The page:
The ideas and concepts behind nanotechnology began with a talk entitled "There’s Plenty of Room at the Bottom” by physicist Richard Feynman in 1959. In his talk, Feynman described a process in which scientists would be able to manipulate and control individual atoms and molecules. Over a decade later, in his explorations of ultraprecision machining, Norio Taniguchi coined the term nanotechnology. Not until 1981, with developments in imaging microscopy, did we finally 'see' individual atoms, that modern nanotechnology began.

To get a feel for the scale of nanotechnology, consider that a centimeter is one-hundredth of a meter, a millimeter is one-thousandth, and a micrometer is one-millionth, but all of these are still huge compared to the nanoscale. A nanometer (nm) is one-billionth of a meter, smaller than the wavelength of visible light and a hundred-thousandth the width of a human hair.

As small as a nanometer is, it is still large compared to the atomic scale. An atom has a diameter of about 0.1 nm with a nucleus about 0.00001 nm. Atoms are the building blocks for all matter in our universe and at the naoscale can be quite literally manipulated to achieve phenomenal results.

Curently scientists are experimenting with substances at the nanoscale to learn more about their properties and how we might be able to take advantage of them in various applications. For example, engineers are trying to use nano-size wires to create smaller, more powerful microprocessors and researchers are looking for ways to use nanoparticles in a variety of medical applications.

Company Updates


Algenet has begun preliminary talks with a top UK university hospital to trial its ground-breaking 3D mammography technology aimed at better detection and diagnosis of early stage breast cancer. Watch for updates in 2017!


Read the technical series 'Spotlight' available online now!


New Science Frontier article

The development of a new matrix operator could have interesting applications in quantum physics.


New research paper published in International Journal of Applied Mathematics and Theoretical Physics

Extending the 4 × 4 Darbyshire Operator Using n-Dimensional Dirac Matrices.


New Science Frontier article

New computational methods for simulating nanoparticle dynamics for targeted anticancer drug therapeutics.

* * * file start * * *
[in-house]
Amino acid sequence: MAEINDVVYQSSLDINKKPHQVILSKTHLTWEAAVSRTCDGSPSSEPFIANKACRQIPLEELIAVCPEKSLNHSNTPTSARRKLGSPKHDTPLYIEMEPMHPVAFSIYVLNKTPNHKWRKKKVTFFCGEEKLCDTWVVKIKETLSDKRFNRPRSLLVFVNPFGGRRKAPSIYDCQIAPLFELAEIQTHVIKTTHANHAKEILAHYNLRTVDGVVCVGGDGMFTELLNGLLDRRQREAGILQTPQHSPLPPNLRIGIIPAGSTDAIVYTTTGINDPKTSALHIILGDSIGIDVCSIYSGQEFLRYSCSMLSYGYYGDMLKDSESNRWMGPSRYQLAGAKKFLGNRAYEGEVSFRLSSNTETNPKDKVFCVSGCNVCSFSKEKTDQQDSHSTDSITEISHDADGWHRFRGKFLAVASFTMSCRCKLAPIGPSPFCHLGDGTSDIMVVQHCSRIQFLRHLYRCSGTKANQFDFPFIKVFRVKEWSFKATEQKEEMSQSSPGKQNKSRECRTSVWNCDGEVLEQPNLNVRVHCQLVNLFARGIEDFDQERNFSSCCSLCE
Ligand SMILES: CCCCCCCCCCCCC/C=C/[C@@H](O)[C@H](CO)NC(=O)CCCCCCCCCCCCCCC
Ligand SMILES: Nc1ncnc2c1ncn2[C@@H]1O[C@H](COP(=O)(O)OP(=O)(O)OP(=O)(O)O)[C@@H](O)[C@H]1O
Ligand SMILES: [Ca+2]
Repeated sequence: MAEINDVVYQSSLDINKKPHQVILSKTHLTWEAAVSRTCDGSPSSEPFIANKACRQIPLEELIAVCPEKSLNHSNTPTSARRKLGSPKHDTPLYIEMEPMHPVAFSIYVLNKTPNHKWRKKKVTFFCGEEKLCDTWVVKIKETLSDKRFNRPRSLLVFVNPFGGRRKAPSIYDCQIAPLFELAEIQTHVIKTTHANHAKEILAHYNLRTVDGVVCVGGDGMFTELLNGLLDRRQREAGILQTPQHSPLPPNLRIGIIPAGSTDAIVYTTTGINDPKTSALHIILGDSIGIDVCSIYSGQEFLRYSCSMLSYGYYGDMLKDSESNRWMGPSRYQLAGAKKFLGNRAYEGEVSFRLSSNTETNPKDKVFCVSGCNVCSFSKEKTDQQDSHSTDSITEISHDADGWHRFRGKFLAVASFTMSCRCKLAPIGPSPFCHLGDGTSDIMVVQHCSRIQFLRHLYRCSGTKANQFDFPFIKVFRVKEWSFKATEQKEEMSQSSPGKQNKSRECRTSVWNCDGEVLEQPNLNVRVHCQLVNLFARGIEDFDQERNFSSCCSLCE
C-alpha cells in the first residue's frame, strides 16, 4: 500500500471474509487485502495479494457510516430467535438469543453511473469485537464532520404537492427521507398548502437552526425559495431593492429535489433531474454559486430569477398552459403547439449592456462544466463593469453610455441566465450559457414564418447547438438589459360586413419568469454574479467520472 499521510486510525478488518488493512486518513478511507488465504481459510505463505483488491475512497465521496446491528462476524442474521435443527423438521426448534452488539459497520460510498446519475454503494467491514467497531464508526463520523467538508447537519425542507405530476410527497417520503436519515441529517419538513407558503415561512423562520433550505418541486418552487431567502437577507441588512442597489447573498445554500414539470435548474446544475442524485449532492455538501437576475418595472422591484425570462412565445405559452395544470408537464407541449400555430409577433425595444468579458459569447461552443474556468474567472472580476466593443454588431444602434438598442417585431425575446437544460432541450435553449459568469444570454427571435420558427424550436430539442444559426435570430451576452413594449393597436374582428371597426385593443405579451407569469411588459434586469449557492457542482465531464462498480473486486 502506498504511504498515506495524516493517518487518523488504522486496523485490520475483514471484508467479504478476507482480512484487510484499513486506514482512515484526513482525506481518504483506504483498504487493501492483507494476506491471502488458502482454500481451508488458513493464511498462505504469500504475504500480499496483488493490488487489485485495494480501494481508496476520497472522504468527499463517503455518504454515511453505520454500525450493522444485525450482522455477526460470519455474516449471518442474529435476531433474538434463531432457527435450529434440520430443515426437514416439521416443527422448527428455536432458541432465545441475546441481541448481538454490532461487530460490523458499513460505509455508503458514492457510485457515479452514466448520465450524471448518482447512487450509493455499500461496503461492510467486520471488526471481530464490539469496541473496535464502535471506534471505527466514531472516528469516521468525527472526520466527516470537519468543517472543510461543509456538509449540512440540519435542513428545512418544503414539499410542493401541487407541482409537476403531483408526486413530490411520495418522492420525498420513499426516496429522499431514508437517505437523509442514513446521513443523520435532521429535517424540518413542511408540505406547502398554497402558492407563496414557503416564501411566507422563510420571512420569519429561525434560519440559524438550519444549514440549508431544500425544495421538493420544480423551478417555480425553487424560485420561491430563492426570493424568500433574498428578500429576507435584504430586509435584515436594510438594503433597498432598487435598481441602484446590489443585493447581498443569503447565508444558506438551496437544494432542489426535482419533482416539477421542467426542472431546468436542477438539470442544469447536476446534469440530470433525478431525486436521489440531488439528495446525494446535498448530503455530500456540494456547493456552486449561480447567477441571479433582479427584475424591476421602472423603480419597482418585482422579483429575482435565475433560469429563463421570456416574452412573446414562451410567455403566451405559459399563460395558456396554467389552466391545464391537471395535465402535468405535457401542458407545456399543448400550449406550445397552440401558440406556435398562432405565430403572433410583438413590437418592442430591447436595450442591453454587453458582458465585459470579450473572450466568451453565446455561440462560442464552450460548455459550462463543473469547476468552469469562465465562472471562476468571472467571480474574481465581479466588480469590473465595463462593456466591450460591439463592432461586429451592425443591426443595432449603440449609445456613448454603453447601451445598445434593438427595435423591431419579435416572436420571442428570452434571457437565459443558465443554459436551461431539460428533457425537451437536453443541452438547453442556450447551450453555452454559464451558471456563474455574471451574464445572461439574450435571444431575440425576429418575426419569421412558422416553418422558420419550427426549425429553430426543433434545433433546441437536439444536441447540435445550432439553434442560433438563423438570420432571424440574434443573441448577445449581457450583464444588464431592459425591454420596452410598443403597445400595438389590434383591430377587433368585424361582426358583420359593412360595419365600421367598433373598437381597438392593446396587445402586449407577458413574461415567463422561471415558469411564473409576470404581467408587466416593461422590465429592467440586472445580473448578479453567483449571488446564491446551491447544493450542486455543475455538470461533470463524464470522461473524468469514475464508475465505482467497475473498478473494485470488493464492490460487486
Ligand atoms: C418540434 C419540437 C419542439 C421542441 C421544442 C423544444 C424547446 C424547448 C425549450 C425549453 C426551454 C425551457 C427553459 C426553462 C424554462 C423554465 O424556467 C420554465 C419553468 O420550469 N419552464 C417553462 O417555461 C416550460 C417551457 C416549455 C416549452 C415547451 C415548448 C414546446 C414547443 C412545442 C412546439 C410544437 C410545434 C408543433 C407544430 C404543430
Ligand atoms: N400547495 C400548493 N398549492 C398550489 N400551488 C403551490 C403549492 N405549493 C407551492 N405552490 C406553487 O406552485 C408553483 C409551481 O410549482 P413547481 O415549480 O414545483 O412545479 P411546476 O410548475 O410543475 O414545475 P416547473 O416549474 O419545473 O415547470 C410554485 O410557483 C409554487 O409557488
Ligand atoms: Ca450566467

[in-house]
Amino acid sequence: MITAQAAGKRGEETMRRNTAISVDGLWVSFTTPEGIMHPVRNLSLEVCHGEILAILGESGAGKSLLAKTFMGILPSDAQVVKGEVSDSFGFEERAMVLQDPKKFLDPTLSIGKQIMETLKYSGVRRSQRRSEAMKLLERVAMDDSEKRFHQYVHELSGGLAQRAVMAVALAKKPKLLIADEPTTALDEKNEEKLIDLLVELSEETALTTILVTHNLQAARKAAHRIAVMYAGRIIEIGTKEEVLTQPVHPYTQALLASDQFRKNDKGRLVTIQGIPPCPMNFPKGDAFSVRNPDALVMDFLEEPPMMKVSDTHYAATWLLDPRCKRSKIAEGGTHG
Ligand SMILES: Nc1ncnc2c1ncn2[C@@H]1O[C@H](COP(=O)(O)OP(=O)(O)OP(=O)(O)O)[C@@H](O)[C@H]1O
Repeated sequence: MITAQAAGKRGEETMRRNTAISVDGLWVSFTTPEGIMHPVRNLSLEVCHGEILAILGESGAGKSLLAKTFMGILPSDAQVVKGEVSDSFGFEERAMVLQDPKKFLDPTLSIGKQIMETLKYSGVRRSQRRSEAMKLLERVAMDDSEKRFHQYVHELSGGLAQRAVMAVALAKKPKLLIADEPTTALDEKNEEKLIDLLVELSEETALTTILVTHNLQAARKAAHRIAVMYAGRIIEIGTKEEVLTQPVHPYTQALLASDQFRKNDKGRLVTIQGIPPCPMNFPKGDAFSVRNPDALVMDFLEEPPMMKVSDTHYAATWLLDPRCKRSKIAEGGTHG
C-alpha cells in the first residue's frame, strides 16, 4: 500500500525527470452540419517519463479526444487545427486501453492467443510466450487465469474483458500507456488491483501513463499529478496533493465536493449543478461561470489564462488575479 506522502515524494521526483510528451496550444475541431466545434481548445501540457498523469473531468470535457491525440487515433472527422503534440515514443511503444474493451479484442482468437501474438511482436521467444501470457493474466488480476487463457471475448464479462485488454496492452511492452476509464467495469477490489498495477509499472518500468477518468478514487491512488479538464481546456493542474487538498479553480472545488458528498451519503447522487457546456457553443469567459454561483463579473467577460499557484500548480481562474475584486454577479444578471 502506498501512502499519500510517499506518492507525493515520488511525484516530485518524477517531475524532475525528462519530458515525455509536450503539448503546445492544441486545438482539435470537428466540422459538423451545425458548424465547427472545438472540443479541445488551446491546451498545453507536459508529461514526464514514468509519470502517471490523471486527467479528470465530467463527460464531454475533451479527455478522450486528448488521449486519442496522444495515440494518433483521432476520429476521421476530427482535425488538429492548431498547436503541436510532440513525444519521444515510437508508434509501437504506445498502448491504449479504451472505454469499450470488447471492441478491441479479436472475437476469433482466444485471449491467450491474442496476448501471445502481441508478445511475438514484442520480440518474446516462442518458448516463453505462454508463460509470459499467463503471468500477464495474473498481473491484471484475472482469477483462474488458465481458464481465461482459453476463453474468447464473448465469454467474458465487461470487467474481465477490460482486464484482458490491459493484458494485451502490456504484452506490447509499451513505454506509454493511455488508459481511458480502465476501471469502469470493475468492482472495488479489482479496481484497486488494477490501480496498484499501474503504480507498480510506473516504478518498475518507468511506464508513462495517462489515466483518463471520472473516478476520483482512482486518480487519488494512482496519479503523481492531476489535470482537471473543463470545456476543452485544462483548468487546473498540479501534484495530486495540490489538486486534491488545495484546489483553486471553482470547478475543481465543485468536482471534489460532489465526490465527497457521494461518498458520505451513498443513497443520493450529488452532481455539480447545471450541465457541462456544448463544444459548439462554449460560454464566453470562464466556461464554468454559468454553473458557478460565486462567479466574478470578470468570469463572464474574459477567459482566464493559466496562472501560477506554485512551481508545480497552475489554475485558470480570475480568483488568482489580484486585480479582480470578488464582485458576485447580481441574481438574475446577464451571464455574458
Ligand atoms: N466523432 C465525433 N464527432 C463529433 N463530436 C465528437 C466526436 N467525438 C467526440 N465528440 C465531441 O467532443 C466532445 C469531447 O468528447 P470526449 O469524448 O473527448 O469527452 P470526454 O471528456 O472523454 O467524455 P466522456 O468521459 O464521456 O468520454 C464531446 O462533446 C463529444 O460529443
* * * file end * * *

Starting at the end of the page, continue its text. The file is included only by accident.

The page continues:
New research paper published in Cancer Research Journal

Dynamics of Magnetic Nanoparticles in Newly Formed Microvascular Networks Surrounding Solid Tumours: A Parallel Programming Approach.


New Science Frontier article

Innovative advances in parallel computing open up the possibilities of virtual cancer experiments in 3D.


New Science Frontier article

Developments in parallel processing are paving the way for in silico experiments to take up the challenge of aiding in a cure for cancer outside of the laboratory.

Global News


Long-term treatment with Olaparib can maintain quality of life and stop cancer progressing

AstraZeneca has today reported that the drug Olaparib (Lynparza) can be used as part of a maintenance programme to ensure women maintain their quality of life, with few side effects, throughout their treatment.


New tumor-shrinking nanoparticle to fight cancer, prevent recurrence

A research team has developed a new type of cancer-fighting nanoparticle aimed at shrinking breast cancer tumors, while also preventing recurrence of the disease.


Every child with cancer to have tumour DNA sequenced to find best treatment

Every child with cancer in Britain will have their tumour DNA sequenced so they can get the best possible drugs and help the UK catch up with treatment in Europe and the US.


3D colour x-ray that can zoom in on tumours will 'revolutionise' cancer treatment

The American Association for the Advancement of Science was told of the British developed tool x-CSI, which is described as 'low-dose, high-resolution, non-invasive and specific'.


Skin cancer breakthrough 2017: Melanoma spread reduced by up To 90% with new man-made compound

Skin cancer is the most common form of cancer is the world, and although melanoma is a more rare form, it is also the most deadly. New research from Michigan State University may soon change this.


NHS cancer testing service 'at breaking point'

Tests for cancer diagnosis are under threat as labs struggle to cope with rising demand, a charity says.


Breast cancer: The first sign is not always a lump

Around 1 in 6 women eventually diagnosed with breast cancer initially go to their doctors with a symptom other than a lump, according to a new study.